The thing is, though, I didn’t really know a whole lot. In fact, I knew hardly anything at all. Part of it was probably just being a teenager, when one tends to not only misunderstand one’s body (That thing I just experienced can’t be what they call an “orgasm,” can it?), but also to misapprehend the cultural artifacts that surround one  (These black Guess jeans make me look “alternative,” right?). But, since I happened to live in a middle-eastern backwater, that sort of baseline confusion became even more amplified.

In those pre-Internet days, specialized knowledge tended to arrive in the provinces piecemeal. A translated article here, imported posters there, tapes somebody who used to live for a year in a London suburb got from a friend at school. From that relative meagerness emerged a weird collage of elements, which probably didn’t have a ton to do with how the cultural field organized itself originally. Clues were guessed at, puzzled together, misunderstood: I remember, just for example, how a friend got a tape of a live Velvet Underground show where Lou Reed could be heard calling Doug Yule his “brother;” we all thought this meant an actual brother, and so my tape’s handwritten liner notes came to include the name “Doug Reed.” It took me like a decade to realize the mistake. We had no one to ask.

When they arrived, it was an event.

So when the Kurt and Courtney Sassy arrived, it was something of an event. They seemed, as everything in Sassy seemed, so singular. Not many men in fuzzy, light blue cardigans or platinum blond, lipsticked kinder-whores could be seen walking around the town of Haifa at that point in time (nor, for that matter, at this point in time, as a visit earlier this year confirmed). It really didn’t matter to me then that while in the cover image, Kurt and Courtney looked really great, smooth skinned and clear eyed and mutually infatuated, in the snapshots that accompanied the feature inside the book they looked really bad, junkie-pockmarks-and-stringy-hair-of-the-strung-out bad. Even with what bits of evidence were available to me, I disregarded that gap, refused to understand it, willfully continued to imprint the cover in my mind as a model for everything I imagined a good adult life might include—cool clothes, slight-boned, concave-chested men with Manic Panic hair, etc. etc.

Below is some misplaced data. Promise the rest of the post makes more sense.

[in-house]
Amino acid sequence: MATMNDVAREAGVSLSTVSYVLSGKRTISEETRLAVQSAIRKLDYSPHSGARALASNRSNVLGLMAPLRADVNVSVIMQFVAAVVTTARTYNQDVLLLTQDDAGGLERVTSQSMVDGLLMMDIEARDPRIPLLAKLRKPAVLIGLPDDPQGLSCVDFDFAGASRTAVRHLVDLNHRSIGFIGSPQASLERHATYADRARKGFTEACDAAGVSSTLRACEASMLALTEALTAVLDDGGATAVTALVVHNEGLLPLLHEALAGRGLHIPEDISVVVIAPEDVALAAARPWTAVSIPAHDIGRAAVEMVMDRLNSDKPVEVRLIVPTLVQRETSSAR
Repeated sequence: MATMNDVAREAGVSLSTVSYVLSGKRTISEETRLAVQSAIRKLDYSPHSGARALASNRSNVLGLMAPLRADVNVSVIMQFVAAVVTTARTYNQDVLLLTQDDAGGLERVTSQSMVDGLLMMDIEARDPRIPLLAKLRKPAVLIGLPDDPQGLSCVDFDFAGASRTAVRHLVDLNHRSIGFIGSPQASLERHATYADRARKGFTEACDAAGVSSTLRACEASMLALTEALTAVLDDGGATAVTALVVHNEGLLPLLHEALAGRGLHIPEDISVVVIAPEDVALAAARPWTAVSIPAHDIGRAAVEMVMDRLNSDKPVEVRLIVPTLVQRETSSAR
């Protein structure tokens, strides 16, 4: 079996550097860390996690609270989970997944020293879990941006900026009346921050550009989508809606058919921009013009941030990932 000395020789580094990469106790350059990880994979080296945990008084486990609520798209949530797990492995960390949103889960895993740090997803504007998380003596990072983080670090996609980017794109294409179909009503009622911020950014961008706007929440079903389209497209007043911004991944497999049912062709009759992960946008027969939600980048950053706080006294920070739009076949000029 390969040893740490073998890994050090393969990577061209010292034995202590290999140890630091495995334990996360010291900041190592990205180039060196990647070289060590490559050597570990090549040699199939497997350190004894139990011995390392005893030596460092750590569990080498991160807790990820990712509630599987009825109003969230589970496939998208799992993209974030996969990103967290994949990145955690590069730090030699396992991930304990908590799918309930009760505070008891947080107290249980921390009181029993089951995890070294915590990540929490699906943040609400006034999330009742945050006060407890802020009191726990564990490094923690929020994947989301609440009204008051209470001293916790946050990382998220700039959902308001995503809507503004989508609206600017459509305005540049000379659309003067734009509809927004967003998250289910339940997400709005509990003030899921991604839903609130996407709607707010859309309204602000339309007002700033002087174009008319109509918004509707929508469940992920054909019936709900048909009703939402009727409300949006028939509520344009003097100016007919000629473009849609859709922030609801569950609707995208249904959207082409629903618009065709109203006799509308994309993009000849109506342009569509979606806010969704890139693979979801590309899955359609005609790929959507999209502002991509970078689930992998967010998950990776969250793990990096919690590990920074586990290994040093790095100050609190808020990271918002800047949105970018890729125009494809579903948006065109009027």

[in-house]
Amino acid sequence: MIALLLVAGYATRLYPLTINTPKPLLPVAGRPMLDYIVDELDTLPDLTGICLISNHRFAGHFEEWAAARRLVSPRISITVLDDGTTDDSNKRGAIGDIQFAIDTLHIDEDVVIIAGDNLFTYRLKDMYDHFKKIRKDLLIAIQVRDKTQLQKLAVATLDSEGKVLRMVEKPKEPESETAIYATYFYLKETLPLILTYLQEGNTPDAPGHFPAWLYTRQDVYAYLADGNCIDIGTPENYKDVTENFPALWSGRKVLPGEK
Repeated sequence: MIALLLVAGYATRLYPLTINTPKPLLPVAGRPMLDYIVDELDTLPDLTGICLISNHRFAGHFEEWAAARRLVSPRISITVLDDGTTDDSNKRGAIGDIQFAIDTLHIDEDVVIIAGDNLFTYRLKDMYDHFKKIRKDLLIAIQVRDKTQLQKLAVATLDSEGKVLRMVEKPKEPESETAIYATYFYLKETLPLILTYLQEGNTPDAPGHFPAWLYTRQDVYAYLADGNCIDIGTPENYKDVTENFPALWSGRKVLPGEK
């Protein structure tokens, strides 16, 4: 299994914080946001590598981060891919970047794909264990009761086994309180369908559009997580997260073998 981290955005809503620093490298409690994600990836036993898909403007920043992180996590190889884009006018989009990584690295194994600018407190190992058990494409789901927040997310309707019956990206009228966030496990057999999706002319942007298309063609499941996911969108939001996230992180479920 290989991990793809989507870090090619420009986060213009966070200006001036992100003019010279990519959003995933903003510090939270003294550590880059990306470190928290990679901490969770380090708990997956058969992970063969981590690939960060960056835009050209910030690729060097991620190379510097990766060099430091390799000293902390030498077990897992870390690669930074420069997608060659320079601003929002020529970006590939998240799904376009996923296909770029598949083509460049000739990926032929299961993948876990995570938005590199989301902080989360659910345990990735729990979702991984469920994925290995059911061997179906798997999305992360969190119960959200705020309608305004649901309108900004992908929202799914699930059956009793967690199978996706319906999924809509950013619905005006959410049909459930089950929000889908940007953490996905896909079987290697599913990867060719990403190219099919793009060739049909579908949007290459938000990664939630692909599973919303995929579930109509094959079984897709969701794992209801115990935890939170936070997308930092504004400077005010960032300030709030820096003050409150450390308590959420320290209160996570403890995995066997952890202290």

It also doesn’t really matter that looking at the cover today, we all obviously know a lot more, way way more than we did then, and no amount of willfulness can now repress the suicide, the plastic surgeries, the court battles, the nutso twitter wars with the estranged daughter. Still, now that we know everything, I like to reflexively go back to a time when I didn’t know anything. And this I do almost every time I recall that cover image’s double punctum of cardigan and lipstick, and perhaps this is why I still find myself, wiser but still not knowing much, putting on a sloppy red lip or an ugly, oversized man sweater, preferably together.


Naomi Fry: Would one day like to live in LA.